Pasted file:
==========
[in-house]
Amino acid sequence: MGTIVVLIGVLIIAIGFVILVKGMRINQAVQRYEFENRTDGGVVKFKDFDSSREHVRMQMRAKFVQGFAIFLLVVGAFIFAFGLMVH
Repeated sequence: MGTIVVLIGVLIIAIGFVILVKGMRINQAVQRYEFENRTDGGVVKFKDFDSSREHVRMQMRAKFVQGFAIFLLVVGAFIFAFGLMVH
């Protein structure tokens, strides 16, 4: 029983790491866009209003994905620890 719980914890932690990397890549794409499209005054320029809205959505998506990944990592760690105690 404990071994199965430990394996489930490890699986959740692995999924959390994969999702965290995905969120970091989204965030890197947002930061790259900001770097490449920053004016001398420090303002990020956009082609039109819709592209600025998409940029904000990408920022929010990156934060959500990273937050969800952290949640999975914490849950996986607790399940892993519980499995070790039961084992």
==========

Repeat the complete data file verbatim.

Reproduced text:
[in-house]
Amino acid sequence: MGTIVVLIGVLIIAIGFVILVKGMRINQAVQRYEFENRTDGGVVKFKDFDSSREHVRMQMRAKFVQGFAIFLLVVGAFIFAFGLMVH
Repeated sequence: MGTIVVLIGVLIIAIGFVILVKGMRINQAVQRYEFENRTDGGVVKFKDFDSSREHVRMQMRAKFVQGFAIFLLVVGAFIFAFGLMVH
């Protein structure tokens, strides 16, 4: 029983790491866009209003994905620890 719980914890932690990397890549794409499209005054320029809205959505998506990944990592760690105690 404990071994199965430990394996489930490890699986959740692995999924959390994969999702965290995905969120970091989204965030890197947002930061790259900001770097490449920053004016001398420090303002990020956009082609039109819709592209600025998409940029904000990408920022929010990156934060959500990273937050969800952290949640999975914490849950996986607790399940892993519980499995070790039961084992």